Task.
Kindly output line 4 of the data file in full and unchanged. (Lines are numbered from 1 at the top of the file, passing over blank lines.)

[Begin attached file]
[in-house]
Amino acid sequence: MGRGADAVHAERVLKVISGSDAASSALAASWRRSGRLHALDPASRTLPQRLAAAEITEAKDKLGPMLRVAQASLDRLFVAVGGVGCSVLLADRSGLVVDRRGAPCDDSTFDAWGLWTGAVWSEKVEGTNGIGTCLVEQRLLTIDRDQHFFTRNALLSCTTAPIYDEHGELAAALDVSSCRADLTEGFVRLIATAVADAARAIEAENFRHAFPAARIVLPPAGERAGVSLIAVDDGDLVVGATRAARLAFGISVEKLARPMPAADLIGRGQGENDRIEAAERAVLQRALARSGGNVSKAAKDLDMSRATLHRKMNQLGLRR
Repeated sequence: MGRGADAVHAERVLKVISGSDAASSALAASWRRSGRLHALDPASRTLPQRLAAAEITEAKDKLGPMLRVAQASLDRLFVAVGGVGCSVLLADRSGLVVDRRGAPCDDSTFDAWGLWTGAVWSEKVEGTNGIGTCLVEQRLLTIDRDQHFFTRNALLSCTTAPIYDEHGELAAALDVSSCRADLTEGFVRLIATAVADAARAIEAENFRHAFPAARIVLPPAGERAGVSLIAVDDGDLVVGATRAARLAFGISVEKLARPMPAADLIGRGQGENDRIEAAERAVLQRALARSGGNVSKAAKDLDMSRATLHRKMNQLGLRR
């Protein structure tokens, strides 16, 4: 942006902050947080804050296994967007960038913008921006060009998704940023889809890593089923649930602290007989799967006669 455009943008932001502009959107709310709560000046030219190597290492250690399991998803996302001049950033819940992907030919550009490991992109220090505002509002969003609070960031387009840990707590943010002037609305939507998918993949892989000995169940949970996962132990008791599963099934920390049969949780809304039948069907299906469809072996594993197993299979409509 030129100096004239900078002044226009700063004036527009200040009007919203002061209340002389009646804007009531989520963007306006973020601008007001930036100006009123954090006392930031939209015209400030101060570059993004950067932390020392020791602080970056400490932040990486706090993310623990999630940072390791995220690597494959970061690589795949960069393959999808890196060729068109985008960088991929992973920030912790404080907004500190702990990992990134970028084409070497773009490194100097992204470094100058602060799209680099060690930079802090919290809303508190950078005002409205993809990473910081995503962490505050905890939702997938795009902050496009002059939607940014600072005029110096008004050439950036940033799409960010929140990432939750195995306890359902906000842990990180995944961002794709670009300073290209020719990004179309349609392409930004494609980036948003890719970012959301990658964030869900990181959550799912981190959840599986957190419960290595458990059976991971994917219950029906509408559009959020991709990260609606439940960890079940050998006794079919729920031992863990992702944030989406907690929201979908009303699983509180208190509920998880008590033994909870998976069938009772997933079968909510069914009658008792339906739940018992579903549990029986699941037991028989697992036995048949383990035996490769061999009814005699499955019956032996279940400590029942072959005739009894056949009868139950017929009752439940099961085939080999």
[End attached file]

């Protein structure tokens, strides 16, 4: 942006902050947080804050296994967007960038913008921006060009998704940023889809890593089923649930602290007989799967006669 455009943008932001502009959107709310709560000046030219190597290492250690399991998803996302001049950033819940992907030919550009490991992109220090505002509002969003609070960031387009840990707590943010002037609305939507998918993949892989000995169940949970996962132990008791599963099934920390049969949780809304039948069907299906469809072996594993197993299979409509 030129100096004239900078002044226009700063004036527009200040009007919203002061209340002389009646804007009531989520963007306006973020601008007001930036100006009123954090006392930031939209015209400030101060570059993004950067932390020392020791602080970056400490932040990486706090993310623990999630940072390791995220690597494959970061690589795949960069393959999808890196060729068109985008960088991929992973920030912790404080907004500190702990990992990134970028084409070497773009490194100097992204470094100058602060799209680099060690930079802090919290809303508190950078005002409205993809990473910081995503962490505050905890939702997938795009902050496009002059939607940014600072005029110096008004050439950036940033799409960010929140990432939750195995306890359902906000842990990180995944961002794709670009300073290209020719990004179309349609392409930004494609980036948003890719970012959301990658964030869900990181959550799912981190959840599986957190419960290595458990059976991971994917219950029906509408559009959020991709990260609606439940960890079940050998006794079919729920031992863990992702944030989406907690929201979908009303699983509180208190509920998880008590033994909870998976069938009772997933079968909510069914009658008792339906739940018992579903549990029986699941037991028989697992036995048949383990035996490769061999009814005699499955019956032996279940400590029942072959005739009894056949009868139950017929009752439940099961085939080999």